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On the Road Again

On the Road Again


With the return of trade shows, conventions, expos, and meetings, excitement is in the air!

I’m writing this in late April, and recently received my second vaccination. This means I’m getting back on the road, along with most everyone else, shaking hands, kissing babies, and networking. Okay, so maybe no baby kissing, but you get the point. 

My last plane trip was in March 2020. Since then, meetings on Zoom, Google Meet, Skype, phone, text, etc. have been my only means of communication. All of these platforms are great, and I’m sure our world has changed forever in many ways because of them. But there is no replacement for in-person interaction. I love attending events, seeing my old friends, and making new ones. Personally, engaging with our “produce family” has always been essential to success, and, quite frankly, a favorite part of my produce life.

Back in 2017, I wrote a story about preparing for in-person events such as trade shows, and then how to maximize our experiences once we’re there. I’d love to take credit for this “2.0” version of that story, but the truth is that John Pandol, the Director of Special Projects at Pandol Bros as well as a friend and fellow “road warrior” who attends events across the globe, suggested it. Thank you, John!

To refresh, a little preparation goes a long way. This is a lesson I have learned the hard way a few times over the years.

In the over 200 industry events I’ve attended, I have seen that if you come adequately prepared, you can do more than just survive, you can actually THRIVE. 

In planning and preparing for conventions and trade shows, where does one begin? 

The end is a good starting point. Know your organizational and personal desired outcomes, and work backwards from there. How are you, your boss, and your company going to measure return on investment (ROI)? What are the key performance indicators (KPI) for the show? If your company doesn’t have a formal strategy, get in the habit of developing your own.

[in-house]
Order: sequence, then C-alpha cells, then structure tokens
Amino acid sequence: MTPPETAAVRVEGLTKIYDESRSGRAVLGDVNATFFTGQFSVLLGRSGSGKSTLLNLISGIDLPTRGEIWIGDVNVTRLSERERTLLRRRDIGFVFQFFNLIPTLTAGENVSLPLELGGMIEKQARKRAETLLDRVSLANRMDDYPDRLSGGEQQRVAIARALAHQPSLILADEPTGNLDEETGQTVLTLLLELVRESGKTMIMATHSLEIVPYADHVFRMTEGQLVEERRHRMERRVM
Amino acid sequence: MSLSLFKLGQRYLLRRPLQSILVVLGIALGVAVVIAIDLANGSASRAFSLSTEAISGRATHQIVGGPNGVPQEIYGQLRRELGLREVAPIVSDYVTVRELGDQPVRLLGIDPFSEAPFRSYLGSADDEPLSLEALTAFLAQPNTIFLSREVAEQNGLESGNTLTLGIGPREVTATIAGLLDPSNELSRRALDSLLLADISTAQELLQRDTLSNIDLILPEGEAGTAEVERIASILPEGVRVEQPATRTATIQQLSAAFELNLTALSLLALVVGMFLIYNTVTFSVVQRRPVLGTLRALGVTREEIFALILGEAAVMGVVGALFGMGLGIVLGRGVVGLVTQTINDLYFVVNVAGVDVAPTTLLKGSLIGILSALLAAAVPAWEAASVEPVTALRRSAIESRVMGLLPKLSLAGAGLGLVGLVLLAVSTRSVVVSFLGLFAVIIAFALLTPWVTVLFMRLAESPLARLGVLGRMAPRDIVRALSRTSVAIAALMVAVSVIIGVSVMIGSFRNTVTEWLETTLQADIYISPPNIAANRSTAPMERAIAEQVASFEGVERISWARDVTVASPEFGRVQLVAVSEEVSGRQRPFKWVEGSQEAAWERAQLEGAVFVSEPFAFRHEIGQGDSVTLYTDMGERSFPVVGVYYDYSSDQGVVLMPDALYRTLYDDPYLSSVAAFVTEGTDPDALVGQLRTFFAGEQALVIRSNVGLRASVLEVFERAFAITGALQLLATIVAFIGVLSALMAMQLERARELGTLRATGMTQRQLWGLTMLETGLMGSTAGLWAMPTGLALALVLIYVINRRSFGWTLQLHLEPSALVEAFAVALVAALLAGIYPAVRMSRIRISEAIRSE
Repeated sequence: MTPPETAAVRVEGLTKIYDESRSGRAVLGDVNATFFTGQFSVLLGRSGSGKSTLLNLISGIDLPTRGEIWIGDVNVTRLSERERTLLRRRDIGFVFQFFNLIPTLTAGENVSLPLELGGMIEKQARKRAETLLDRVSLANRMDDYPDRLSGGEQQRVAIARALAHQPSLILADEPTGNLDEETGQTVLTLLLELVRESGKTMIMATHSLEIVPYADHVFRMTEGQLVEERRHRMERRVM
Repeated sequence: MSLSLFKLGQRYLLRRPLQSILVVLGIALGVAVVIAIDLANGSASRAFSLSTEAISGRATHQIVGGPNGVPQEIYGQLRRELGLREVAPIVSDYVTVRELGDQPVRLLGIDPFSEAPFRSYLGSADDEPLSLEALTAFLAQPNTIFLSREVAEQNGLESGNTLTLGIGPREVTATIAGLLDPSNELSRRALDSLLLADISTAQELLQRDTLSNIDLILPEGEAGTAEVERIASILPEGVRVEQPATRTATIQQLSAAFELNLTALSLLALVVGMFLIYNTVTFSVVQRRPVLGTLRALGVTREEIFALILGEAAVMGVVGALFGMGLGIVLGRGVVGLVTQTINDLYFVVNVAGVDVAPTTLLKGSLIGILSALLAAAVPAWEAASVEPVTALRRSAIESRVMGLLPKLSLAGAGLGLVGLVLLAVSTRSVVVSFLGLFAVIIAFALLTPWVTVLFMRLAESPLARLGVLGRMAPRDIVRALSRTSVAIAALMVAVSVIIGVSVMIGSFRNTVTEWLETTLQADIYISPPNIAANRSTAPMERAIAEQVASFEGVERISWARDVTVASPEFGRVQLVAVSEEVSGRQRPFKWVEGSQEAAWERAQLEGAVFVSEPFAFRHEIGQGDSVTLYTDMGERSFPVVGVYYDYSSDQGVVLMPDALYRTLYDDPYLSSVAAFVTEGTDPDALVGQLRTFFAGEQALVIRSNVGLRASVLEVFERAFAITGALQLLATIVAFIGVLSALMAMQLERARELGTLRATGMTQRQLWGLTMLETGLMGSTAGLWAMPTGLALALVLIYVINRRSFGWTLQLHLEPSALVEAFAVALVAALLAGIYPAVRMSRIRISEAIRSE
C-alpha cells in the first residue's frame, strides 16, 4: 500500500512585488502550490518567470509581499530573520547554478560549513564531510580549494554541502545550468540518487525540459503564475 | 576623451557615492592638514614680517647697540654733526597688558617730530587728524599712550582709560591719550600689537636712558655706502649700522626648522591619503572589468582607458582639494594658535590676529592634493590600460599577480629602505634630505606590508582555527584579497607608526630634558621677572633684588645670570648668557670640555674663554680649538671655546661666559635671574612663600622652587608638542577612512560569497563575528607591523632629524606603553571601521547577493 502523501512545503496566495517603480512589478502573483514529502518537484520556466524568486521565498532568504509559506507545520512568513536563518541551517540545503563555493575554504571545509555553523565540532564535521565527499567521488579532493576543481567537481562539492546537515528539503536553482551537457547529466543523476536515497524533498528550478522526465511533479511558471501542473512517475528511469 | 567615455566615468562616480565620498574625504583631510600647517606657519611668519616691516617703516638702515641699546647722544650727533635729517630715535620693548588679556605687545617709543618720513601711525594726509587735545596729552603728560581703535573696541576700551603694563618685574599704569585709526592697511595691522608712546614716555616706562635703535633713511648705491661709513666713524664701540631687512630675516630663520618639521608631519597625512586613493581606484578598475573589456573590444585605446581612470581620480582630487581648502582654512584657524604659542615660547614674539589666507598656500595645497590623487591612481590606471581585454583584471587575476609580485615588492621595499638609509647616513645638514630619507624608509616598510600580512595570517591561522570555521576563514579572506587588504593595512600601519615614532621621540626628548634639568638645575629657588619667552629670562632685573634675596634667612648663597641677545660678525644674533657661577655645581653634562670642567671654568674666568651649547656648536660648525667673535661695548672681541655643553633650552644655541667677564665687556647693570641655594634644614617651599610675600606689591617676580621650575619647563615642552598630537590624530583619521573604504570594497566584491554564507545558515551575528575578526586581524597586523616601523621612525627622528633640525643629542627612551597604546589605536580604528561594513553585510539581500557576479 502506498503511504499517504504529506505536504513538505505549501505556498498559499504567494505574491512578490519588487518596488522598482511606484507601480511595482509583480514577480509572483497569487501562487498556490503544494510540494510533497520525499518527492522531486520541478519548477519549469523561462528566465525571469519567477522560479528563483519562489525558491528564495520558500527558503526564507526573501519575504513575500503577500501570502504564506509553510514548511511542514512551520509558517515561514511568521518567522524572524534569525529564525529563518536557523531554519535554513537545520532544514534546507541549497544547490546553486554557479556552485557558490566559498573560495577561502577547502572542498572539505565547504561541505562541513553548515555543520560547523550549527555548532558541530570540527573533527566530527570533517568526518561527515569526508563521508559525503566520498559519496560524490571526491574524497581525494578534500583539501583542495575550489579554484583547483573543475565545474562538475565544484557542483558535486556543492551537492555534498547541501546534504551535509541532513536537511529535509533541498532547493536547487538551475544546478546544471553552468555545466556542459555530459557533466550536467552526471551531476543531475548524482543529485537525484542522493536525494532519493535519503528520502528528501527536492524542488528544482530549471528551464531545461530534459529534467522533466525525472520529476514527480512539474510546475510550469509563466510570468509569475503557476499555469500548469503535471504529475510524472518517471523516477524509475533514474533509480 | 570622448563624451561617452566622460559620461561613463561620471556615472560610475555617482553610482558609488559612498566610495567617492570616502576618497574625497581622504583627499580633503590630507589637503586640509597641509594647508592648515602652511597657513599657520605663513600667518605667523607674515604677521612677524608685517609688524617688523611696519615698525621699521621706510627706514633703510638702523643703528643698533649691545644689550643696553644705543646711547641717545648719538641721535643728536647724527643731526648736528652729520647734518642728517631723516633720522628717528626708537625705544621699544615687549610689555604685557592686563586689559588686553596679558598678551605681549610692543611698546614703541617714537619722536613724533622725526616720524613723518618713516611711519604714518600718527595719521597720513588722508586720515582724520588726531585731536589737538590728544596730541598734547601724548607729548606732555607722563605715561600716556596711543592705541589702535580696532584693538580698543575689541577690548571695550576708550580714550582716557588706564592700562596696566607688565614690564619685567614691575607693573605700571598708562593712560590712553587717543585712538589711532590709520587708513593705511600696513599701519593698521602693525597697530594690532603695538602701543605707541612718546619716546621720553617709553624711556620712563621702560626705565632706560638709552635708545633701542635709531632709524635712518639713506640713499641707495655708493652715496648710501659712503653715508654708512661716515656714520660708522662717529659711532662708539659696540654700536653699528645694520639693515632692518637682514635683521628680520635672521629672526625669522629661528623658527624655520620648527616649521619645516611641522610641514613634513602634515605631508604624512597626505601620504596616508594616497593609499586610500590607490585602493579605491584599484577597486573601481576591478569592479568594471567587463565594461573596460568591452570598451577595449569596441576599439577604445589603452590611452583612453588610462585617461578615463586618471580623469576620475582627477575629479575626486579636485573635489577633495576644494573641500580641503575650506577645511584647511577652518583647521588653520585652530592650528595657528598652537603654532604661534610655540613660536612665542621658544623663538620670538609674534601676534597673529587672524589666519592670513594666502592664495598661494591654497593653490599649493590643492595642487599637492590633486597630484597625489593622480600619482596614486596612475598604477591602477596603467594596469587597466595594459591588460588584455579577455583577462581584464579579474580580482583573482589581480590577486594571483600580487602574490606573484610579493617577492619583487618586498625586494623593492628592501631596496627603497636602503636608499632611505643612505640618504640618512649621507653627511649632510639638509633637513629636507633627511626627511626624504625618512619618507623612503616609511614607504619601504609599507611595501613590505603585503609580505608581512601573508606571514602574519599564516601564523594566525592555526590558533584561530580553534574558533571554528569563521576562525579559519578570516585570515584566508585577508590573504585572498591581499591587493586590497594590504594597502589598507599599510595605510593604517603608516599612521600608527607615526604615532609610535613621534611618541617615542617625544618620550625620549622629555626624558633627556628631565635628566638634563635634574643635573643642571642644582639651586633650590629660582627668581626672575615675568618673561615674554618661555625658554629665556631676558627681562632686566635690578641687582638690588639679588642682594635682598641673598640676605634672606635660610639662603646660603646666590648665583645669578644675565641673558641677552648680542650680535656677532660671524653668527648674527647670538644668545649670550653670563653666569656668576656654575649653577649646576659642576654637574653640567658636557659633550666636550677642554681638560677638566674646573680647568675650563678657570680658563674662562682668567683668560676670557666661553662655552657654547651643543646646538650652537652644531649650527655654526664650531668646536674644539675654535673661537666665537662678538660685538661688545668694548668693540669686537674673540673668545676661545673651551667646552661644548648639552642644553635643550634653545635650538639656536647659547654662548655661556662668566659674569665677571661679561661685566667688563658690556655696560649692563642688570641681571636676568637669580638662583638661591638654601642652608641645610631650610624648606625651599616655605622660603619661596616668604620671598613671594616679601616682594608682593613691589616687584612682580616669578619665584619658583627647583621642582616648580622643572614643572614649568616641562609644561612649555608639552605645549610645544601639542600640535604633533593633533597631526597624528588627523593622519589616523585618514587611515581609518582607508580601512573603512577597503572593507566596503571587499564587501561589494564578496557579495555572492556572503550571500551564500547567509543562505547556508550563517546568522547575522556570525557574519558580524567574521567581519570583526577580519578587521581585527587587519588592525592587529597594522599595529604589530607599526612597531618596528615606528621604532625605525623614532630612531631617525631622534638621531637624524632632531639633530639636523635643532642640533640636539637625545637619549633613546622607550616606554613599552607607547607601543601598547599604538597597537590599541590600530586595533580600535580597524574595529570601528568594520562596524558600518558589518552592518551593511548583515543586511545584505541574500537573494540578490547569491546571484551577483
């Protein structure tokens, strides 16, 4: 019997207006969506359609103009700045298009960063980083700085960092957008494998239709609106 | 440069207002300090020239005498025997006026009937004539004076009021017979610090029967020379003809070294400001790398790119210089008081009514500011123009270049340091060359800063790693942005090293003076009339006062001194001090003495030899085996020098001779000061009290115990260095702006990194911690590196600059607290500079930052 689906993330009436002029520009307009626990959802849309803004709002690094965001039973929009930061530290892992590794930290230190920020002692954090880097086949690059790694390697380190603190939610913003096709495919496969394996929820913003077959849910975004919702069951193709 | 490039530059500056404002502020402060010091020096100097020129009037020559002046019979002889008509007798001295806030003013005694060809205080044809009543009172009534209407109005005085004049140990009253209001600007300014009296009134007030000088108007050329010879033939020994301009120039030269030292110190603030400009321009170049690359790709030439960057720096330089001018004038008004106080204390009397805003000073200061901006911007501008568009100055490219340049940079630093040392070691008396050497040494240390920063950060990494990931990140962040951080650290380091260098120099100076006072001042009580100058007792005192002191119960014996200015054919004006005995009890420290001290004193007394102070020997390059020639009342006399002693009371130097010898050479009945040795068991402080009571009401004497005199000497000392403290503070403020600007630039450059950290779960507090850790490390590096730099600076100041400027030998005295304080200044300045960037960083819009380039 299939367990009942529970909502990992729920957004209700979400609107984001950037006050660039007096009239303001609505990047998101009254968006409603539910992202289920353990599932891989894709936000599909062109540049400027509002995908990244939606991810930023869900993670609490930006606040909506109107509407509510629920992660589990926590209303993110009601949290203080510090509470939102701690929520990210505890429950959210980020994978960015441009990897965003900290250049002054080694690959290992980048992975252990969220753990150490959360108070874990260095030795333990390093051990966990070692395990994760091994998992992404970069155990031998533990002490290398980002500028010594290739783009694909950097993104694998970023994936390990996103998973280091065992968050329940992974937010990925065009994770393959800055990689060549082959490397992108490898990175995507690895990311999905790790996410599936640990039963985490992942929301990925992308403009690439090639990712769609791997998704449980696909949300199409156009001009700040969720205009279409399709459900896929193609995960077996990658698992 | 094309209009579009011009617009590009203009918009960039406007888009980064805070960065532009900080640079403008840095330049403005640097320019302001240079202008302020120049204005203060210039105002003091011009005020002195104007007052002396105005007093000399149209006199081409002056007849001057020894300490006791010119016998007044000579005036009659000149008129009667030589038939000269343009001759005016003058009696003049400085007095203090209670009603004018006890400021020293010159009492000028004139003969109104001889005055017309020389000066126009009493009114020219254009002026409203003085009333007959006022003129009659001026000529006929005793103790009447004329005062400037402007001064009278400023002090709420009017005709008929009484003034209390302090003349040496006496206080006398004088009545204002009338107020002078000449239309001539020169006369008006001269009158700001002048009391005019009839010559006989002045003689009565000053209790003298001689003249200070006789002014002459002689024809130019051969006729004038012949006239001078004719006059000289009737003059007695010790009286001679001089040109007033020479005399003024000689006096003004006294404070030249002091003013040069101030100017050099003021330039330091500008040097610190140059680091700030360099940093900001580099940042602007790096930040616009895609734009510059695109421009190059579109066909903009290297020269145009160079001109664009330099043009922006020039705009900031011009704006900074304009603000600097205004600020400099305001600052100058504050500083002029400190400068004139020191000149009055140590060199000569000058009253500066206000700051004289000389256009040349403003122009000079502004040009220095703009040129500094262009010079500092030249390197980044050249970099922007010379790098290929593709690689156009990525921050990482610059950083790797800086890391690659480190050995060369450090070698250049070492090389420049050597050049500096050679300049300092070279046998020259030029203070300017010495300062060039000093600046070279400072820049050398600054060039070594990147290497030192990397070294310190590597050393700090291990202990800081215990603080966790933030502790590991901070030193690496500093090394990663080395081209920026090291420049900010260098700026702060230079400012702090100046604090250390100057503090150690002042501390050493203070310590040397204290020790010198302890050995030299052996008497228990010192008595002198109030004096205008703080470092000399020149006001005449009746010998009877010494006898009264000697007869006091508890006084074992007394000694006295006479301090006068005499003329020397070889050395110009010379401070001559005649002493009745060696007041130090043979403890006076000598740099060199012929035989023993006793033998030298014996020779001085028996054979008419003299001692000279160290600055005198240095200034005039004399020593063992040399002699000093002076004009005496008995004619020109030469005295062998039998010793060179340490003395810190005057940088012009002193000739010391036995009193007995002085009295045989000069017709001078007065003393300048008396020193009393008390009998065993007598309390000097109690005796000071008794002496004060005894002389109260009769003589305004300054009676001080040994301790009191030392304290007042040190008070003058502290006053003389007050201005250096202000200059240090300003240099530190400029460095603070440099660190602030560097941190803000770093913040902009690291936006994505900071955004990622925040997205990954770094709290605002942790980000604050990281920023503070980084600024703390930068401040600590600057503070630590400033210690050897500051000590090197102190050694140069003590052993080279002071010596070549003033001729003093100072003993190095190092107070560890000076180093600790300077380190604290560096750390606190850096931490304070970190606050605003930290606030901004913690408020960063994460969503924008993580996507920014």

And above all, keep a checklist.

Strike that, keep a few checklists.


While the fine folks of our industry provide a rip-roaring time at these trade shows, they are still, at the core, business events. Planning begins well in advance, and these are just a few of the things you can do to make sure you have crossed your t’s and dotted your i’s to get the most ROI from attending.

Checklist #1

  • Make dinner reservations: Do this a few months in advance. People often make the reservations then fill them as they make appointments
  • Marketing materials: Make sure all branded material is current
  • Business cards: Bring plenty, and consider a non-matte version so people can write on them. If someone doesn’t want to take your business card due to possible germs, have them take a picture of it. Another option is to set up a contact in your phone with your business information only. Then, you can easily text your contact to those who you interact with
  • Identify target companies and/or people and set appointments, if possible
  • Bring tons of pens and a notepad. Always be ready to take notes

Packing and Personal Preparation

While appearance is by no means the most important facet of your performance, it is the factor you have the most control over. Be prepared to look and feel your best to set the foundation for a successful event.

Checklist #2 

  • Get a teeth cleaning and/or white strips. A dazzling smile between masked moments is a positive way to be memorable
  • Make sure clothes are pressed and shoes are polished. Get items updated, tailored, or dry-cleaned, and map out your outfits beforehand. You will thank me for the time it saves